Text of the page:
Wicked – book review

Wicked by Gregory Maguire

Wicked is Gregory Maguire’s back story of the life of the wicked witch of the west from OZ. Watching the movie in TV growing up, I was always scared of the green skinned wicked witch. She represented pure evil to me. I never stopped to think that she had a mother and a father. I never even gave much thought to the fact that her sister is killed at the beginning of the movie and that a valuable family heirloom was lost when Dorothy stole the ruby slippers. She had reason to be upset.

Gregory Maguire must have considered all those elements of the story that most of us just pass over. So he created an entire history for the wicked witch. He even gave her a name. I never realized that we never know the witch’s name in the movie. I have never read the book by Frank Baum but apparently he did not give her a name either. She just went by her title.

Maguire creates parents for her. She is a preacher’s child. I thought that was funny, having known a few preachers children in the past. They did always seem to be the evil ones. Of course they decide that her green skin is a curse upon the family.

The West Witch is the first born and the East Witch is her younger sister who also has a birth defect. The story of how they both overcome their physical limitations is a great character study in the beginning of the book. The briefest mention of her parent’s polyamary lifestyle was also interesting to me. Her actual biological father hood is held secret until near end of the story.

I found the story of her being college roommates with Glinda the good witch to be quite an interesting twist. The fact that they might have been good and close friends until she gave away the slippers had never occurred to me. I had just assumed them to be life long enemies.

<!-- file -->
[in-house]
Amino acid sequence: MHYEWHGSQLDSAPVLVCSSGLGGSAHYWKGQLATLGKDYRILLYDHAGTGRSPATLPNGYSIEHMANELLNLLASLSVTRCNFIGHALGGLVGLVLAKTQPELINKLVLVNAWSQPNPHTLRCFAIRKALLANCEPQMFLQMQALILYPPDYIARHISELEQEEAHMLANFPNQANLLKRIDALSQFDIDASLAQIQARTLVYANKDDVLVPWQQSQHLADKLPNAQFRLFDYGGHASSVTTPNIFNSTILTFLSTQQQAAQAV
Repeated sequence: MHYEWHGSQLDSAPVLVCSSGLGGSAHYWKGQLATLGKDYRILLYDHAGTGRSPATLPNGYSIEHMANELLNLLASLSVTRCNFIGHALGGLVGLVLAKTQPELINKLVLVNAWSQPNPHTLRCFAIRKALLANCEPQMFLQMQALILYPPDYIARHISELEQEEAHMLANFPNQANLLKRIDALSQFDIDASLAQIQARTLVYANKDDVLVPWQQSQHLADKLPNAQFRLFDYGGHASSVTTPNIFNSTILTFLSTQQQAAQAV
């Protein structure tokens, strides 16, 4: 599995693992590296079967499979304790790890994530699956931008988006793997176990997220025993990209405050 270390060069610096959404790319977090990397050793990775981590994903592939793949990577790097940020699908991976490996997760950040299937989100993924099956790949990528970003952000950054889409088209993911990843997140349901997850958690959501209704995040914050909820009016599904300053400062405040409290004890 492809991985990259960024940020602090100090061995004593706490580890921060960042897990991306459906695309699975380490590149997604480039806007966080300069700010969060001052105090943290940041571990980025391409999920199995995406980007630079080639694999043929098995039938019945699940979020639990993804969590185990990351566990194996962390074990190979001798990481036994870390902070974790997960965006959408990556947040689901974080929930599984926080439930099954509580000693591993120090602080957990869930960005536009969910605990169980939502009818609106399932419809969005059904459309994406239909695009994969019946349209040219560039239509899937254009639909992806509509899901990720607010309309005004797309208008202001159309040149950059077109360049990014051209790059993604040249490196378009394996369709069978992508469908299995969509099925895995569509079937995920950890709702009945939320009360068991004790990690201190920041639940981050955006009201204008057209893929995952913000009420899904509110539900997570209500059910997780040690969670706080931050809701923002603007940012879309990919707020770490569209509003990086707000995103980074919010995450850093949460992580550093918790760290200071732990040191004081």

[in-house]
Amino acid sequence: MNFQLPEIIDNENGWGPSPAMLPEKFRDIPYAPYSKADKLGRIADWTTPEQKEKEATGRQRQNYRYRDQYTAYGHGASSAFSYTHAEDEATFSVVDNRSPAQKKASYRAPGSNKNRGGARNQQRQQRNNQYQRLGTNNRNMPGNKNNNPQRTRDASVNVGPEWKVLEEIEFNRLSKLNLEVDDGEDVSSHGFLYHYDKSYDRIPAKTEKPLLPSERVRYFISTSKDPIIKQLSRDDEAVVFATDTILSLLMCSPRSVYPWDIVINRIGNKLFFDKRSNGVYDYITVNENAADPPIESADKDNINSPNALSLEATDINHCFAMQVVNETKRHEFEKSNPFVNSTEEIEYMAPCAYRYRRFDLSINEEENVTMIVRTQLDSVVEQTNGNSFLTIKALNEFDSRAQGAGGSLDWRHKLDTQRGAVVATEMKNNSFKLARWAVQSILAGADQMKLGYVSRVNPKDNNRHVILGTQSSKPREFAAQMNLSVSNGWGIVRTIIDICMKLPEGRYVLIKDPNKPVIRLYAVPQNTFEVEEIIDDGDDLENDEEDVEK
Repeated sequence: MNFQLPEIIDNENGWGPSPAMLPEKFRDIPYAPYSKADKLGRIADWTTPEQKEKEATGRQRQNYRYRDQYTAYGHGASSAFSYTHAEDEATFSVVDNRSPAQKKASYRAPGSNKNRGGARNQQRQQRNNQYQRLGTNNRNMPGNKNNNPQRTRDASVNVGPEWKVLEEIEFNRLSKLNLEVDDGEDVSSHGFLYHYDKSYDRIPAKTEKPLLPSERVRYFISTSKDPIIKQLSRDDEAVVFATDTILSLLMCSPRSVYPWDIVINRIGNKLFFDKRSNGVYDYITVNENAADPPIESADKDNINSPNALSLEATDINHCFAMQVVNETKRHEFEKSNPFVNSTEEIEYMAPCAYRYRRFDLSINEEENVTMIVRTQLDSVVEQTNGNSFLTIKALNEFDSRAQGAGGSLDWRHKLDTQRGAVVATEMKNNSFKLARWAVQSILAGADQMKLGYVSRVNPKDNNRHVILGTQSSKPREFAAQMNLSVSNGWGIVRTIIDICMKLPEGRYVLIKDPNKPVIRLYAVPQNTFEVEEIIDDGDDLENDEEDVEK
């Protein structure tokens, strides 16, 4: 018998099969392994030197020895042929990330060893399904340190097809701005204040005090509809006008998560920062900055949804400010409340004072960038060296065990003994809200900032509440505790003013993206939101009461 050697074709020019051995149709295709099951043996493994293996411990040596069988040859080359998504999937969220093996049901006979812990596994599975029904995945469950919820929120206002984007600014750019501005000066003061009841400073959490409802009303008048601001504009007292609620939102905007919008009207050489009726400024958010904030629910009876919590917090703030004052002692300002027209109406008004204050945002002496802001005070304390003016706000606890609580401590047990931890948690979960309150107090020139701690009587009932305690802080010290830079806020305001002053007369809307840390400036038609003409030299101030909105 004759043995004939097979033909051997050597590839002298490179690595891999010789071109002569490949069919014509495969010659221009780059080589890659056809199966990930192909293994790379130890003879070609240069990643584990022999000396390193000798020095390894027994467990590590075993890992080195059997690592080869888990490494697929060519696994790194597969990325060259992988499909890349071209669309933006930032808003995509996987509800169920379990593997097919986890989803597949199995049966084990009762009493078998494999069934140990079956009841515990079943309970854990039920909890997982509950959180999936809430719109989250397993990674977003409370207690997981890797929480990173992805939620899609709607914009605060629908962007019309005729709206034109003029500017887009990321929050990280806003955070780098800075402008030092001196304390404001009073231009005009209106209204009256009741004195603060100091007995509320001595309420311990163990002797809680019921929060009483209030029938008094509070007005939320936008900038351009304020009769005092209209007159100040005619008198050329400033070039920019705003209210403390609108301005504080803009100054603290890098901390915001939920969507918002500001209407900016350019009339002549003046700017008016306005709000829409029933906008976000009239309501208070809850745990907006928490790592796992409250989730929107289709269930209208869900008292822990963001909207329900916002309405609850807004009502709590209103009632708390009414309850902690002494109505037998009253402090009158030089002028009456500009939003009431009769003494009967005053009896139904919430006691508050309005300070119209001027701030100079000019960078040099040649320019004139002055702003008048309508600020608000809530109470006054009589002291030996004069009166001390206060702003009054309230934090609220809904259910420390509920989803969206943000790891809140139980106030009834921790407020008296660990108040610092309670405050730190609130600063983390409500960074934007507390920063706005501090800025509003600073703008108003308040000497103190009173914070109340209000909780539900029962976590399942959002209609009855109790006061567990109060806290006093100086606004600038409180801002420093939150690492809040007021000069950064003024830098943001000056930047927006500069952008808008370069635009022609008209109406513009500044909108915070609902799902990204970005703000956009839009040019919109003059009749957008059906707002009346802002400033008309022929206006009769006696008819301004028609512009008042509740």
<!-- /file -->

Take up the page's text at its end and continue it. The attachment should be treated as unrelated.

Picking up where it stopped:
The Wicked Witch’s life story seems to be one of failures and near misses. She seems to get very close to achieving her goals and then is thwarted in some way. Even her famous death scene in the movie is more of an accident than an assignation.

I loved how Maguire worked important elements of the original story into his story as well. For example you get to read how her sister was the one who enchanted the axe that turned the tree cuter into the tin woodsman. Possibly it was one of her dear college friends that built the scarecrow. And the lion was one she had helped rescue as a cub.

The wicked Witch is portrayed as an animal lover and a strong supporter of animal rights. The flying monkeys were her biological creation based on her study of life sciences in school. I almost cried when the Tin Woodsman killed her dog that she had sent to welcome Dorothy to the castle.

The troubled life of the Wicked Witch resonates with many people I am sure. Reading the story made me think of my own failings and near misses. There are a lot of religious question posed by the characters in the book as well. These resonate with me also.

I got the feeling that Maguire’s own religious beliefs changed as he was writing the book. Or maybe he was afraid to pose the questions early it in the work for fear of alienating the readers. There is a strong metaphysical tone that underlies all of the religious discussions. My favorite part was the creation theory that involved a Dragon dreaming OZ into existence. I assume Maguire was posing his own personal questions about the nature of life through the voices of the characters.

Overall, I really enjoyed reading the book. One drawback was the vocabulary. Maguire used a lot of words I am not familiar with and I had to infer the meaning from the context or be distracted from the story to look them up. Then there was his tendency to make up words. So sometimes I was faced with not knowing if it was a word I did not know if it was one he simply made up. I felt like I missed some of the intricate details of the story because I tended to just skip those parts after a while.

I think my favorite part of the story was the time when the Wicked Witch was involved in a rebel movement to help restore the rights to Animals. The thought of the Wicked Witch having a passionate love affair had never entered my mind before reading Wicked. But I was confused by the story of her child. I am not sure why Maguire chose to be so vague about the child. I felt more confused than mystified by the description.

Now, I have to read the original Baum version of OZ. I am sure that when I reread Wicked it will seem like a completely different book. I also thought it was funny that the next book I picked up to read began with a story of someone comparing his boss to the Wicked Witch of the West. I so wanted to yell at this fictional character to tell him that there may be much more to this person’s personality that you see.